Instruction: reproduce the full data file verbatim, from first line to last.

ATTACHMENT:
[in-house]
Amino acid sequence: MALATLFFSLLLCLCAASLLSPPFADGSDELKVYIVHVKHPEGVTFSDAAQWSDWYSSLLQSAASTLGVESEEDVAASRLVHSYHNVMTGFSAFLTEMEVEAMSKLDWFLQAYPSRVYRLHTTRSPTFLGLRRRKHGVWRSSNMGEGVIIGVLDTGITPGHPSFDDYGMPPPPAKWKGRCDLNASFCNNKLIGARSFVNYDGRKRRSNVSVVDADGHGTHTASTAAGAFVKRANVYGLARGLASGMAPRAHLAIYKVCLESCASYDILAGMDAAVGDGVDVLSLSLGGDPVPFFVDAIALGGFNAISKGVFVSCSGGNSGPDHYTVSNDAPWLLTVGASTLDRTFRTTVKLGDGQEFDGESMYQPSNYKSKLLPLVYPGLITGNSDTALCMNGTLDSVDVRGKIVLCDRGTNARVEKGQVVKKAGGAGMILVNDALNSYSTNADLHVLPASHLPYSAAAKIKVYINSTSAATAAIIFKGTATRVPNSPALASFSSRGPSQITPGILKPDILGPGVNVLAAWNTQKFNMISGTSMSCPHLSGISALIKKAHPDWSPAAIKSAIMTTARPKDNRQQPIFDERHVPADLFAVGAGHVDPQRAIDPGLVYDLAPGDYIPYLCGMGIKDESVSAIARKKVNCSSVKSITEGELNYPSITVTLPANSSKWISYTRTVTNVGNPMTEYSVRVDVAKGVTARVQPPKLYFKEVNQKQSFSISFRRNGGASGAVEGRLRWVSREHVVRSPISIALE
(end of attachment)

[in-house]
Amino acid sequence: MALATLFFSLLLCLCAASLLSPPFADGSDELKVYIVHVKHPEGVTFSDAAQWSDWYSSLLQSAASTLGVESEEDVAASRLVHSYHNVMTGFSAFLTEMEVEAMSKLDWFLQAYPSRVYRLHTTRSPTFLGLRRRKHGVWRSSNMGEGVIIGVLDTGITPGHPSFDDYGMPPPPAKWKGRCDLNASFCNNKLIGARSFVNYDGRKRRSNVSVVDADGHGTHTASTAAGAFVKRANVYGLARGLASGMAPRAHLAIYKVCLESCASYDILAGMDAAVGDGVDVLSLSLGGDPVPFFVDAIALGGFNAISKGVFVSCSGGNSGPDHYTVSNDAPWLLTVGASTLDRTFRTTVKLGDGQEFDGESMYQPSNYKSKLLPLVYPGLITGNSDTALCMNGTLDSVDVRGKIVLCDRGTNARVEKGQVVKKAGGAGMILVNDALNSYSTNADLHVLPASHLPYSAAAKIKVYINSTSAATAAIIFKGTATRVPNSPALASFSSRGPSQITPGILKPDILGPGVNVLAAWNTQKFNMISGTSMSCPHLSGISALIKKAHPDWSPAAIKSAIMTTARPKDNRQQPIFDERHVPADLFAVGAGHVDPQRAIDPGLVYDLAPGDYIPYLCGMGIKDESVSAIARKKVNCSSVKSITEGELNYPSITVTLPANSSKWISYTRTVTNVGNPMTEYSVRVDVAKGVTARVQPPKLYFKEVNQKQSFSISFRRNGGASGAVEGRLRWVSREHVVRSPISIALE